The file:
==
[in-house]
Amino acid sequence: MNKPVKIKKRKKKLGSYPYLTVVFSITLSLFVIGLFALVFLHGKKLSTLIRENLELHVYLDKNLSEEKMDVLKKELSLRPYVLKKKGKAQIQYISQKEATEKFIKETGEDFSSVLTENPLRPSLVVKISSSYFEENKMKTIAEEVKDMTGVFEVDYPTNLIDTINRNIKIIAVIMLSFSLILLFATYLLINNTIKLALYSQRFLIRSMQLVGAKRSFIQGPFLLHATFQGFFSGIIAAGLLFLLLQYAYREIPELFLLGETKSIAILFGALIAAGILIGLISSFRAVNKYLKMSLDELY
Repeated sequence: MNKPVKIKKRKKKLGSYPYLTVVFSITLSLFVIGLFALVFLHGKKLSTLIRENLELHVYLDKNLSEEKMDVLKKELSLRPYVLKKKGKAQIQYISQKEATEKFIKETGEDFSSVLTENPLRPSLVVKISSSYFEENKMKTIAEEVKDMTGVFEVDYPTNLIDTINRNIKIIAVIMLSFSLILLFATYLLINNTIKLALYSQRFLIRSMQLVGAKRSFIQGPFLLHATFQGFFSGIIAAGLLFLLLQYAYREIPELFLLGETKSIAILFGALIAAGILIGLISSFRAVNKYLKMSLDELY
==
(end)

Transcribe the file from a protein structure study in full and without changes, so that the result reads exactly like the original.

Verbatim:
[in-house]
Amino acid sequence: MNKPVKIKKRKKKLGSYPYLTVVFSITLSLFVIGLFALVFLHGKKLSTLIRENLELHVYLDKNLSEEKMDVLKKELSLRPYVLKKKGKAQIQYISQKEATEKFIKETGEDFSSVLTENPLRPSLVVKISSSYFEENKMKTIAEEVKDMTGVFEVDYPTNLIDTINRNIKIIAVIMLSFSLILLFATYLLINNTIKLALYSQRFLIRSMQLVGAKRSFIQGPFLLHATFQGFFSGIIAAGLLFLLLQYAYREIPELFLLGETKSIAILFGALIAAGILIGLISSFRAVNKYLKMSLDELY
Repeated sequence: MNKPVKIKKRKKKLGSYPYLTVVFSITLSLFVIGLFALVFLHGKKLSTLIRENLELHVYLDKNLSEEKMDVLKKELSLRPYVLKKKGKAQIQYISQKEATEKFIKETGEDFSSVLTENPLRPSLVVKISSSYFEENKMKTIAEEVKDMTGVFEVDYPTNLIDTINRNIKIIAVIMLSFSLILLFATYLLINNTIKLALYSQRFLIRSMQLVGAKRSFIQGPFLLHATFQGFFSGIIAAGLLFLLLQYAYREIPELFLLGETKSIAILFGALIAAGILIGLISSFRAVNKYLKMSLDELY